The Mental Health Connection
This August issue marks the fourth issue of The Mental Health Connection. I appreciate the time you take out of your busy schedule to read it and hope you get some value from it.
Besides this monthly newsletter, I invite you to visit our website, especially if you haven’t been there in a while! We update and add new information regularly. We just added some information about pre-surgical evaluations.
Three standard procedures requiring these evaluations are:
Spinal Cord Stimulator Implants (SCS)
Organ Transplants (for recipients and donors)
If you’d like to learn more about these evaluations, read What You Should Know About Pre-Surgical Evaluations in this issue and visit our website.
Annette Conway Psy.D CEO Help Therapy
August is National Breastfeeding Month
Breastfeeding has many benefits to both baby and mother, including:
Being the best source of nutrition for most babies
Helping to protect babies from some illnesses and diseases
Sharing antibodies from the mother with her baby
Reducing the mother’s risk of breast and ovarian cancers, type 2 diabetes, and high blood pressure
The American Academy of Pediatrics recommends mothers breastfeed exclusively for approximately six months after birth. Breastfeeding should then be continued while introducing complementary foods until the baby is at least 12 months old. Each August, the U.S. Breastfeed Committee (USBC) initiates a social media advocacy and outreach campaign. Individuals and organizations are invited to discuss the policy and practice changes needed to foster stronger support for breastfeeding. Register here for an event webinar: "Continuity of Care in Breastfeeding Support: A Blueprint for Communities,” held on August 24 at 1:00 p.m. ET. The Center for Disease Control’s (CDC) Division of Nutrition, Physical Activity, and Obesity will also be active on social media this month, supporting this cause.
Caregivers Need Care Too
Although caregiving can be a rewarding experience, it’s also a mentally and physically demanding job.
The responsibility of caring for another person’s constant needs can cause caregivers to feel trapped and overwhelmed. These feelings can lead to resentment and depression.
When the caregiver is caring for a family member, the burden is even more significant. A wife caring for her husband or an adult child caring for her parent can seem like an all-encompassing obligation. A wife may not be in the best health herself but feels obligated to tend to her husband’s needs and put his needs above her own. Similarly, a daughter caring for her mother may unintentionally neglect her own children and herself in order to make sure her mother has the care she needs.
Caregivers caring for family members are often dealing with the inevitable fact that their family member is not going to get better. Grief can begin as the caregiver faces this future without their loved one. This grief can be particularly overwhelming for a parent caring for a terminally ill child.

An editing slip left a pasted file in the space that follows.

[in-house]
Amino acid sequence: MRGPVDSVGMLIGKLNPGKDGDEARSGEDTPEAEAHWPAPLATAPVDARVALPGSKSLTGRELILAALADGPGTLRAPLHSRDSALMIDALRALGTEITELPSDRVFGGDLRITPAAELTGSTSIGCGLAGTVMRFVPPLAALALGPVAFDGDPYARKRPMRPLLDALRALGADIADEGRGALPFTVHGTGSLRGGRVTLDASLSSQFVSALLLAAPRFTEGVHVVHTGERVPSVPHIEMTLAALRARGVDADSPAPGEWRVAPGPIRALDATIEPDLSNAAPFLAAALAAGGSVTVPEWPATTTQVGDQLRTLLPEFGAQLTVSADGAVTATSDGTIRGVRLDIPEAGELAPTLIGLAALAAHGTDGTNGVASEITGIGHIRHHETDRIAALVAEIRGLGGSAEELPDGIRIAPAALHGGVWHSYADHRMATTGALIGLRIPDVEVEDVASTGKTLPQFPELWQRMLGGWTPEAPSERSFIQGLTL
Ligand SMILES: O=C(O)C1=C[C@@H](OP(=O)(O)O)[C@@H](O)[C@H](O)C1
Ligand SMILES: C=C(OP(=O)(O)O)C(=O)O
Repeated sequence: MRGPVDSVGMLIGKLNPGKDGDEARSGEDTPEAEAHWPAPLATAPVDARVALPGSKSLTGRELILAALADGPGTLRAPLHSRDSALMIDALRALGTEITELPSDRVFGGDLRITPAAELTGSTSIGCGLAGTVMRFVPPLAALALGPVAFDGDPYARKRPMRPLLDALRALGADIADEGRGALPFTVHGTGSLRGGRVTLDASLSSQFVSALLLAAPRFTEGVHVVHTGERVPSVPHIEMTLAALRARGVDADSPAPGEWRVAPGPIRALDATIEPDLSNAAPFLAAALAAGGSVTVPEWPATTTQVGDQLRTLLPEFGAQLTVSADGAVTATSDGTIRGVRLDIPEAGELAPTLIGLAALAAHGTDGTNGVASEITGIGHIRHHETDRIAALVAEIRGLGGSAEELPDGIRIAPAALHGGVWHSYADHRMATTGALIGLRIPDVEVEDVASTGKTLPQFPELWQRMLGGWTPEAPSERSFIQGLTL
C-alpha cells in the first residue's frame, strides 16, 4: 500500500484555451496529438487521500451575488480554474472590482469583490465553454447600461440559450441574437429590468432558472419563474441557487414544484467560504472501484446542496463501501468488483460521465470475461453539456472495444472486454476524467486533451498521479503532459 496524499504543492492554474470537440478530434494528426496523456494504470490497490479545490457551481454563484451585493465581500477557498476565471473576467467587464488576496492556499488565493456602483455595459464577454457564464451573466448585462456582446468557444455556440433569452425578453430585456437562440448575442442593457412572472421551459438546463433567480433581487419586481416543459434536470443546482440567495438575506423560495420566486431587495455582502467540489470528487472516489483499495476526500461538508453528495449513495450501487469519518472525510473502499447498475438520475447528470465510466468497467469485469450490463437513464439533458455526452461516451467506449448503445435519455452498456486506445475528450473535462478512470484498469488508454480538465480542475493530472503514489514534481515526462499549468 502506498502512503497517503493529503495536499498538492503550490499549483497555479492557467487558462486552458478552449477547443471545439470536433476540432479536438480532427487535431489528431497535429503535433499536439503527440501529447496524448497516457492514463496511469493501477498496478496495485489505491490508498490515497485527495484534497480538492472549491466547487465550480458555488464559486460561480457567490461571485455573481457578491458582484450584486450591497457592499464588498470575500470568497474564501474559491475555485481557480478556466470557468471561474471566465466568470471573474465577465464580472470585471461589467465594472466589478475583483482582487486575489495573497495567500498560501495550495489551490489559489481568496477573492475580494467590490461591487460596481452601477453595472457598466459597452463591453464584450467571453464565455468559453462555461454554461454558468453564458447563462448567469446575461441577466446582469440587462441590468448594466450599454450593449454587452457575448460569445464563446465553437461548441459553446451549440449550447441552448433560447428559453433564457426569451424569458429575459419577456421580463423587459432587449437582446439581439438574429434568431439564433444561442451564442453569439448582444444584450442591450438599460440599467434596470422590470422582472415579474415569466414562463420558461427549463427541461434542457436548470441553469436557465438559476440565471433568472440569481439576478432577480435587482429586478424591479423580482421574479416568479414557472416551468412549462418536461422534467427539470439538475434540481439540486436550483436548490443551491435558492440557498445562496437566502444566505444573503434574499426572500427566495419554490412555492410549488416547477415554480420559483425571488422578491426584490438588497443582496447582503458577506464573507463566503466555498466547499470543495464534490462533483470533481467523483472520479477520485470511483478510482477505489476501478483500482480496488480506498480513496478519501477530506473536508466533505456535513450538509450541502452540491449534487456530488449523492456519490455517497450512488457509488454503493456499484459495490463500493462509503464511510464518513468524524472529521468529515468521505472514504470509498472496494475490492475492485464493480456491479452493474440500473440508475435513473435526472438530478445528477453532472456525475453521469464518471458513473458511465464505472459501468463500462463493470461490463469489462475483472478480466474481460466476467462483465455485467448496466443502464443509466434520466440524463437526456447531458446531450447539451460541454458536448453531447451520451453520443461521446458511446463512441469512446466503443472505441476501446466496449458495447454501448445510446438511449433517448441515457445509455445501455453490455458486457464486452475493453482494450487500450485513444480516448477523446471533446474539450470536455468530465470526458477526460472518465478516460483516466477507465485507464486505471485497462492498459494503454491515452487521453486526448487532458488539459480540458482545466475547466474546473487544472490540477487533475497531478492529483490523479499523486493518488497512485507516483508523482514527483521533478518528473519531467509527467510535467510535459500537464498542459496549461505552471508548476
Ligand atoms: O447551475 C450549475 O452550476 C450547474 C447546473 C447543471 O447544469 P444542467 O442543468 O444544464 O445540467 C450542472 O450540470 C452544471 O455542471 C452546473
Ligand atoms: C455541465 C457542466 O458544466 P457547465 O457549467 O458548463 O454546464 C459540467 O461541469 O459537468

According to The Family Caregiver Alliance, close to 20% of family caregivers suffer from some type of depression.
Caregivers of patients with dementia or Alzheimer’s have an even higher rate of mental health disorders.
Caregivers often go through periods of sadness and frustration while caring for someone, especially if it’s a family member. Although these feelings are common and may be short-lived, a damaging emotional cycle can also take root.
Not all caregivers experience depression, anxiety, grief or other emotional challenges, but for those who do, learning how to address these feelings is critical for their mental health. Counseling can help.
Being able to confide in someone without judgment often helps address feelings of frustration, guilt and other emotions. Bringing these emotions to the surface and expressing them can start the healing process. With this support, caregivers are better equipped to face the challenges of their role and work through ways to balance their life.
What You Should Know About Pre-Surgical Evaluations
Pre-surgical evaluations are standard practice for several types of surgeries. Three common procedures requiring these evaluations are:
Spinal Cord Stimulator Implants (SCS)
Organ Transplants (for recipients and donors
These evaluations aim to help identify suitable candidates for surgery and increase your chances of success post-surgery.
Your mental and emotional health play a crucial role in your overall health. Although some people feel nervous or uneasy about the evaluation, it’s not intended to cause you stress. It’s simply one step in the process of getting your total health picture before surgery and enhancing your success during the post-surgery adjustment.
Requiring a pre-surgery assessment doesn’t mean your surgeon has concerns about your mental health. Instead, it helps her identify your strengths and risk factors and find areas where you could benefit from post-surgical support.
The psychological evaluation has two parts: an interview and a mental health test. You meet with a psychologist or other mental health professional for an interview that focuses on behavior, mental health and your understanding of the surgery. This is your opportunity to ask questions and to clarify anything you are unsure about.
You may have concerns or questions that are outside of the expertise of your surgeon. For example, you may be worried about how your family will function while you’re recovering or about the financial impact of missing work after surgery. Talking to your psychologist about these concerns gives them the opportunity to share some insights or teach you techniques to ease your apprehension.
When you’ve had your questions answered, next, you’ll complete the psychological testing. This test provides an objective measure of your readiness for surgery.